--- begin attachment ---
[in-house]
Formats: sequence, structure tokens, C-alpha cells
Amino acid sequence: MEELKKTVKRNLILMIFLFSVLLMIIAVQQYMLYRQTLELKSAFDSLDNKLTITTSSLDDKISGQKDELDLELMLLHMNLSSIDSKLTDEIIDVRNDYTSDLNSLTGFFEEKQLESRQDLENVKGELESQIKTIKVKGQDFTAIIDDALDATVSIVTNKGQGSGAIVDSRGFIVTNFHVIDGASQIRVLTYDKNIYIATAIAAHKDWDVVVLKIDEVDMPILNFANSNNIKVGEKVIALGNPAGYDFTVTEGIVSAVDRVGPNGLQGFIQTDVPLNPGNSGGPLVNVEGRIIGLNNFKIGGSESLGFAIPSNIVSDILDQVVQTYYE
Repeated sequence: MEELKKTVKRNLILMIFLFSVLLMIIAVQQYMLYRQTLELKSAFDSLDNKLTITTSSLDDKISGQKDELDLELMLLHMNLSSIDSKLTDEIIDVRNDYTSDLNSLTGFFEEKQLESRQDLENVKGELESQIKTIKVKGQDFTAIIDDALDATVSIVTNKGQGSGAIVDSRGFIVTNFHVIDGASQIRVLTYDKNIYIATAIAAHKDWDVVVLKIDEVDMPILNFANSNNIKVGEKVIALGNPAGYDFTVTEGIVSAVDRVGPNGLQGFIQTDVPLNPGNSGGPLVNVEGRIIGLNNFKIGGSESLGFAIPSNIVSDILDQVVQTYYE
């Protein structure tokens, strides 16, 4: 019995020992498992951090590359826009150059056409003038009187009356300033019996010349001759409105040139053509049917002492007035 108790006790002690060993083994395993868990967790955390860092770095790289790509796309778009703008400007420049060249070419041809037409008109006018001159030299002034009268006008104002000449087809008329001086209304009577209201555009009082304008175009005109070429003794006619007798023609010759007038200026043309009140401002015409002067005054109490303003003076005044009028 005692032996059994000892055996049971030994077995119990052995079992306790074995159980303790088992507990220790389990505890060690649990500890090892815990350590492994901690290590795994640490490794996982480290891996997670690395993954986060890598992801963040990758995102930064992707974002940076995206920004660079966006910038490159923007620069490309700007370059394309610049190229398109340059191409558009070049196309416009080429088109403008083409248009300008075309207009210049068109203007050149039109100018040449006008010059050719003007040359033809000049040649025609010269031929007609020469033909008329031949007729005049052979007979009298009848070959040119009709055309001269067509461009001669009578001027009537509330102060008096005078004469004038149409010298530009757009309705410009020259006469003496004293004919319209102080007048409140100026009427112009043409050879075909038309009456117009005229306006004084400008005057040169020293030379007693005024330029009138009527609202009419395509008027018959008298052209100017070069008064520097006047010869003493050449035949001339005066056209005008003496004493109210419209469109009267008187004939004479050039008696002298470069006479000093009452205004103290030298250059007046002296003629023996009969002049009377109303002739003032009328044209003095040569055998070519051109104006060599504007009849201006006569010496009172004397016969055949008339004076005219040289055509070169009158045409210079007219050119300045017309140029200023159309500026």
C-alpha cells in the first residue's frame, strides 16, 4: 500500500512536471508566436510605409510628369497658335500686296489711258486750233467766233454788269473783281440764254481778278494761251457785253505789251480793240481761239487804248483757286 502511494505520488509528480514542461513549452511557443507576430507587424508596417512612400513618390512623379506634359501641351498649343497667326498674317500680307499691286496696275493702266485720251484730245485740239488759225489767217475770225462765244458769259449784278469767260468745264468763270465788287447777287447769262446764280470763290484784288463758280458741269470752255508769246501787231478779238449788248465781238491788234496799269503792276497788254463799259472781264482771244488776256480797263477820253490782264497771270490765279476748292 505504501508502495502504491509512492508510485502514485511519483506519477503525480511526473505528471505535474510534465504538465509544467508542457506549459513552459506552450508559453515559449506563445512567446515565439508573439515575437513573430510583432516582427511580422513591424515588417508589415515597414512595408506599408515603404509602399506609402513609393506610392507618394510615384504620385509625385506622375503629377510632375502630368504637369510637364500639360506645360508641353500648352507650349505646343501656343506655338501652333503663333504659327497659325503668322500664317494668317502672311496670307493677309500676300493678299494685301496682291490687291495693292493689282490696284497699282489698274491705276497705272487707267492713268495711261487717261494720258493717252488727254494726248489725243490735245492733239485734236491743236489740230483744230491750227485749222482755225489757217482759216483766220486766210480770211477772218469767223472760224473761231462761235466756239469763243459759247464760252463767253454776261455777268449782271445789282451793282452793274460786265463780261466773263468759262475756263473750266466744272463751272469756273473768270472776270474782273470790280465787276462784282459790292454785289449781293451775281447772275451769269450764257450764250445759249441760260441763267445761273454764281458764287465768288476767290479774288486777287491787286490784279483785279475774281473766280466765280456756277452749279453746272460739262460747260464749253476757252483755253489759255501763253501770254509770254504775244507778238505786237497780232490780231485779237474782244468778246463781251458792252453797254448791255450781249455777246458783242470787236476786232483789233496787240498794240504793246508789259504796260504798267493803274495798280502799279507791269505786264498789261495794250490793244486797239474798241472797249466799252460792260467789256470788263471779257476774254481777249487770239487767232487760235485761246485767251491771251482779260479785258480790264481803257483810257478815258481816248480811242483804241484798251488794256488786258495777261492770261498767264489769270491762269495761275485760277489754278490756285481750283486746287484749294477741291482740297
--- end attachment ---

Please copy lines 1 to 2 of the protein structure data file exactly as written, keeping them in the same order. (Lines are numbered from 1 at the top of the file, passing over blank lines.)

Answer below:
[in-house]
Formats: sequence, structure tokens, C-alpha cells